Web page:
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Economy in Brief

Texas Manufacturing Activity and Expectations Indexes Negative for the Fourth Straight Month in August
by Winnie Tapasanun  August 29, 2022

• General business activity rebounds to -12.9 in August from -22.6 in July; future general business activity improves to -8.8 from July's -17.7.

• Company outlook negative for the sixth straight month; new orders growth negative for the fourth consecutive month and new orders negative for the third successive month.

• Production falls for the seventh time in nine months to lowest since May '20; employment eases but still above its series average.

• Price pressures moderate w/ prices received lowest since February '21 and prices paid lowest since October '20.

Manufacturing activity growth in Texas abated in August, according to the Texas Manufacturing Outlook Survey conducted by the Federal Reserve Bank of Dallas. The overall measure, the general business activity index, improved to a still-negative reading of -12.9 in August from -22.6 in July and -17.7 in June. The August result was the fourth consecutive negative reading and well below 9.0 last August. A higher 12.4% of respondents reported improved business activity in August, up from 9.0% in July. A lessened 25.3% of respondents reported a worsening of business conditions, down from July's 31.6%. The company outlook index was at a still-negative level of -7.6 this month, the sixth straight negative reading, up from -10.8 in July but down from 10.7 last August. Data were collected from August 16-24 from 86 Texas manufacturers.

The production index, a key measure of state manufacturing conditions, fell to 1.2 in August after rising to 3.8 in July, registering its seventh monthly fall in nine months to the lowest level since May 2020 and well below 20.4 last August. The growth rate of orders index decreased to -14.7, the fourth straight negative reading, from -12.0 in July and 10.2 last August. The new orders index rebounded to -4.4, its third successive negative reading, from July's -9.2, indicating a continued drop in demand but at a slightly less severe pace; however, it was well below 17.0 last August. The unfilled orders index slid to -1.9, the fourth m/m slide in five months, down from 6.1 in July and 22.4 last August. The capacity utilization index decreased to -0.6, its first negative reading since May 2020, from 3.5 in July and 19.6 last August. The shipments index fell to 3.4, the second m/m fall in three months, down from 4.3 in July and 16.6 last August. The delivery times index declined to -3.5 in August from 2.3 in July and 19.6 last August, suggesting faster delivery speeds.

Labor market activity eased slightly this month, still showing strong employment growth and longer workweeks. The employment index was at 15.6 in August, down from 17.9 in July and 22.2 last August but well above its series average of 7.8. Twenty-seven percent of firms reported more hiring this month while 11.7% reported net layoffs. The hours worked index was at 14.4 this month, the highest reading since March, up from 9.5 in July but down from 24.5 last August. The wages & benefits index rose to 45.8 in August, the first m/m rise since March, up from 38.1 in July and 44.2 last August.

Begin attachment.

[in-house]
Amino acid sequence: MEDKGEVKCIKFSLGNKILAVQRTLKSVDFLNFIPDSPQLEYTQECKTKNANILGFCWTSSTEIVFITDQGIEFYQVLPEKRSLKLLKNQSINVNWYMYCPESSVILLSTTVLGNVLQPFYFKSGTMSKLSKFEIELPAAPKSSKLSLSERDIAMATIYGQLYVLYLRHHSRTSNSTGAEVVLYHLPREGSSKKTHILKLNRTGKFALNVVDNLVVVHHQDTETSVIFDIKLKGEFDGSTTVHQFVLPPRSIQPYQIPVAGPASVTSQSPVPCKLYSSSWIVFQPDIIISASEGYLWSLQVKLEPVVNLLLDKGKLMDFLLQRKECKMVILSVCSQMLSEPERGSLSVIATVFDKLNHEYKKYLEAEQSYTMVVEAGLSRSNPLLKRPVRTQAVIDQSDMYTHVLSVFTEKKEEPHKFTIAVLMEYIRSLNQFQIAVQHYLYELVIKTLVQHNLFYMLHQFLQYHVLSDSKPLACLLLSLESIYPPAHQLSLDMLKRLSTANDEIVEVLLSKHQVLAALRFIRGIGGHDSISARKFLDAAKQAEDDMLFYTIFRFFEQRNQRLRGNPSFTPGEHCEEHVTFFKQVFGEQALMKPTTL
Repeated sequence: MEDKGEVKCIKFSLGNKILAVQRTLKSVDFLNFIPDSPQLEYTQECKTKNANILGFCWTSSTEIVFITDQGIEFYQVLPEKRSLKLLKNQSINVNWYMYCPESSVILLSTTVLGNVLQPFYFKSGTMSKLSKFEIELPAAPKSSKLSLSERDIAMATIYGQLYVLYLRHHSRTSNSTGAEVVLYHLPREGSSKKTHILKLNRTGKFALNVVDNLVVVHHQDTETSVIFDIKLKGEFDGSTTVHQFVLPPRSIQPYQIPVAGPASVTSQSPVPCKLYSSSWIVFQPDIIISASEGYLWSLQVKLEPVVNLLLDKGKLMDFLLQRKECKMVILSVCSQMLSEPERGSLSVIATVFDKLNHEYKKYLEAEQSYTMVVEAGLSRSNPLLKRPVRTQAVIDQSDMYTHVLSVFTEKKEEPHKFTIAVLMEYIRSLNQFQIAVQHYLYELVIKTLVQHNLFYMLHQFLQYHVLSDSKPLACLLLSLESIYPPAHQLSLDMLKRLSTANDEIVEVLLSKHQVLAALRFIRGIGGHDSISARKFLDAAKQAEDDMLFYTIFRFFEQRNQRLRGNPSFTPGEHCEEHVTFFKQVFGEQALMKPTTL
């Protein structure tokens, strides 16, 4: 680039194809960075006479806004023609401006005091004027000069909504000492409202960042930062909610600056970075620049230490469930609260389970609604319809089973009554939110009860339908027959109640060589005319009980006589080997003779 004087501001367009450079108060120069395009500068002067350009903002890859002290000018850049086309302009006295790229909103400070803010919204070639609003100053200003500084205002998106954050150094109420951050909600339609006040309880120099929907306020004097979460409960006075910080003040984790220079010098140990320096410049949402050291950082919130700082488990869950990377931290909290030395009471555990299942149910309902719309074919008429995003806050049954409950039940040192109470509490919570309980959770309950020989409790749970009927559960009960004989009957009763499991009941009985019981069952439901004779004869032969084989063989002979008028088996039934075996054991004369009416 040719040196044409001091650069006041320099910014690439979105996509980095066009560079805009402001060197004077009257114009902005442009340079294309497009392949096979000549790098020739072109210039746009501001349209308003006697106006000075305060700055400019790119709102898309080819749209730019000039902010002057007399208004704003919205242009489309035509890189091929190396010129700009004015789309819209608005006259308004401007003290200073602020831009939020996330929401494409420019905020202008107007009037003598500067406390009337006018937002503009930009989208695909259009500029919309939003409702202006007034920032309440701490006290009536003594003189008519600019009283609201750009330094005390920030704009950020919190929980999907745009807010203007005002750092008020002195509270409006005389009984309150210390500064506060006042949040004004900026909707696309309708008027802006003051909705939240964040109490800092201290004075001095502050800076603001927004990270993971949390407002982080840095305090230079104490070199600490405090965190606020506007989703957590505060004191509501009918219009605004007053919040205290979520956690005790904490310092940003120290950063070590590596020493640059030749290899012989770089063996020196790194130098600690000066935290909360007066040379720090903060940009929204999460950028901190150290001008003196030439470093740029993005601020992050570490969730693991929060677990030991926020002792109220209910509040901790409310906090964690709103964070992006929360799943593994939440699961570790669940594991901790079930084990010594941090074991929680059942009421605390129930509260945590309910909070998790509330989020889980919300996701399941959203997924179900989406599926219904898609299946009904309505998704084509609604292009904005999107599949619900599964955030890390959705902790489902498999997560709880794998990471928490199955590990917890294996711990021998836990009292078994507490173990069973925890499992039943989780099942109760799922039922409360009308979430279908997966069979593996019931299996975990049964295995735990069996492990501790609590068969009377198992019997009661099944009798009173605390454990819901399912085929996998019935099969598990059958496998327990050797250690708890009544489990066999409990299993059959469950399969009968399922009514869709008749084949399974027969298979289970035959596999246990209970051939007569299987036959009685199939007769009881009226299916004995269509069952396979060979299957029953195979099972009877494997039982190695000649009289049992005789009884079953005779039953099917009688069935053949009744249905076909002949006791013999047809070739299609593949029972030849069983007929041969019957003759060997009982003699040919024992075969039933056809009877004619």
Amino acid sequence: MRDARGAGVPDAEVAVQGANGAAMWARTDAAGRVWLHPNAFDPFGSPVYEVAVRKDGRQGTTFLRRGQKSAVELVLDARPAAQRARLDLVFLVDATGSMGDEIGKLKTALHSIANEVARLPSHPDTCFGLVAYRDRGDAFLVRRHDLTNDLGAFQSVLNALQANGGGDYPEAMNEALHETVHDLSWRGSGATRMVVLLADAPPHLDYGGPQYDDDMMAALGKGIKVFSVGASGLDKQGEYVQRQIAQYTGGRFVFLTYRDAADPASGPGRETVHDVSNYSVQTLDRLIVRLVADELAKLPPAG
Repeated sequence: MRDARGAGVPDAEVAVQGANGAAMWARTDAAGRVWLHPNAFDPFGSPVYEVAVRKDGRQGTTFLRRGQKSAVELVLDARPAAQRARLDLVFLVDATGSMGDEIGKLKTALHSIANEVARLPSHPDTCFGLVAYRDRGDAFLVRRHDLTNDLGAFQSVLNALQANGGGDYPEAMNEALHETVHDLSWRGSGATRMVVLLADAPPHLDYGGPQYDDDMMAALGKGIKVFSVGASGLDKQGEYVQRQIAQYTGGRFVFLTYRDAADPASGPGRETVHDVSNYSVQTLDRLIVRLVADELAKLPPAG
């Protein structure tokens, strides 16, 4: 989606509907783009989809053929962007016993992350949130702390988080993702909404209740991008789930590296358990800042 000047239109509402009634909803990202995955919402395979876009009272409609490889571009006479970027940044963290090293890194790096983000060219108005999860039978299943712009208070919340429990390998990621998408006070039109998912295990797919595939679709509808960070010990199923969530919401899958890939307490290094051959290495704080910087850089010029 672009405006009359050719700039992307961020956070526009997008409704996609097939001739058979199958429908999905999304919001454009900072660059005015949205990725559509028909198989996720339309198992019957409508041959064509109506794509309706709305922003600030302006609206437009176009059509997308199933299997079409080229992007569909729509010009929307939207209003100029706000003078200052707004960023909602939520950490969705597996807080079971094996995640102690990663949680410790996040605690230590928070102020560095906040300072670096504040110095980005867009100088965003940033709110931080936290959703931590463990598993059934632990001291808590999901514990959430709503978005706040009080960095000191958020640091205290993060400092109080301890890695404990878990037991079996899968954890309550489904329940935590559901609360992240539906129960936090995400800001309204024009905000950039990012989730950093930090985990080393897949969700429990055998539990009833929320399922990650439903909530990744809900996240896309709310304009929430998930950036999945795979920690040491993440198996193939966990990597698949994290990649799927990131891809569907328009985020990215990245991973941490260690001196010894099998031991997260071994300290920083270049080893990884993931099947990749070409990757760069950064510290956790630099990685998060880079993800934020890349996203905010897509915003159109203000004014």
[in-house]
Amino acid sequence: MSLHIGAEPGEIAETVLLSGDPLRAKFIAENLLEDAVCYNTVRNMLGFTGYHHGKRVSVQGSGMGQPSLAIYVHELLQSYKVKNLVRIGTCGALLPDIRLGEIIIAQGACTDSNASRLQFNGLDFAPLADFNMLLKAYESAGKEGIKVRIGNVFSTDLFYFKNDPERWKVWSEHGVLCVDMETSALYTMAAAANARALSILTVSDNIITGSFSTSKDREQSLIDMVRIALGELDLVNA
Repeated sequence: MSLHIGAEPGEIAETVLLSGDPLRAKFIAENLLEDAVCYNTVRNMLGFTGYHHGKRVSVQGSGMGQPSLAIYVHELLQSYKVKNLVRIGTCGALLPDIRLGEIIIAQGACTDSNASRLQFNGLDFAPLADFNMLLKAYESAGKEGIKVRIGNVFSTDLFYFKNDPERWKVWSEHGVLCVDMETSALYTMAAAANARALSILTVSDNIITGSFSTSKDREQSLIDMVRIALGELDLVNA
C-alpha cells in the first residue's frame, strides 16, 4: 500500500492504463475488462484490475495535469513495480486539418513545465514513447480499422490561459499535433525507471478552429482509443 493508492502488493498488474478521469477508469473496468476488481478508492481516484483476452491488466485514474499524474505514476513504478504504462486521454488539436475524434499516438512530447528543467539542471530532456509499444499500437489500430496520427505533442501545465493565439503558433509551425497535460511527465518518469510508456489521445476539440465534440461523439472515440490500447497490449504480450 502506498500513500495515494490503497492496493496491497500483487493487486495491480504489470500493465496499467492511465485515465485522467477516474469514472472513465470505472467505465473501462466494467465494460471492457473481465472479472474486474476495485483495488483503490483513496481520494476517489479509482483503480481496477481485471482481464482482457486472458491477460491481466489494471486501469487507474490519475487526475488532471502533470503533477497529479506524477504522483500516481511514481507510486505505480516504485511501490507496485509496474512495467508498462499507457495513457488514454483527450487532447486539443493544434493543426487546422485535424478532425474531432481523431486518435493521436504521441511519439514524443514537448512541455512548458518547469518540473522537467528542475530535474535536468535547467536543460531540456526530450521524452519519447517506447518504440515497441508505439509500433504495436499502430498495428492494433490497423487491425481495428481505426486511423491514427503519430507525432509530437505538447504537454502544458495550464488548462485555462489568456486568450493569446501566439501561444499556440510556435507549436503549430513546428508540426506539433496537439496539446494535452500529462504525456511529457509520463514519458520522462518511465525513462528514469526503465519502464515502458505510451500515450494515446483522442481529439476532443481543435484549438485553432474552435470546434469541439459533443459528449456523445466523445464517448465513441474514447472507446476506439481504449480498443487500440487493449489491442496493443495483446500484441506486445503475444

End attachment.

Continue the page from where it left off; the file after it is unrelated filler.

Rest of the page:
Inflation indicators eased this month but remained elevated. The index for prices received for finished goods fell to 26.8 in August, the lowest reading since February 2021, from 29.3 in July and 39.1 last August. The index of prices paid for raw materials declined to 34.4 this month, the lowest level since October 2020, down from 38.4 in July, a high of 83.3 last November and 76.3 last August; nevertheless, it was higher than its 28.1 average.

Expectations on future manufacturing activity were mixed this month. The future general business activity index was at -8.8 in August, its fourth successive negative reading, up from -17.7 in July and -26.0 in June. The future production index rose to 23.9, a four-month high, from July's 13.6. Other indexes of future manufacturing activity, like capacity utilization and new orders, pushed further positive this month, to 19.0 and 6.7, respectively.

Each index is calculated by subtracting the percentage reporting a decrease from the percentage reporting an increase. When all firms report rising activity, an index will register 100. An index will register -100 when all firms report a decrease. An index will be zero when the number of firms reporting an increase equals the number reporting a decrease. Data for the Texas Manufacturing Outlook, conducted by the Federal Reserve Bank of Dallas, can be found in Haver's SURVEYS database.

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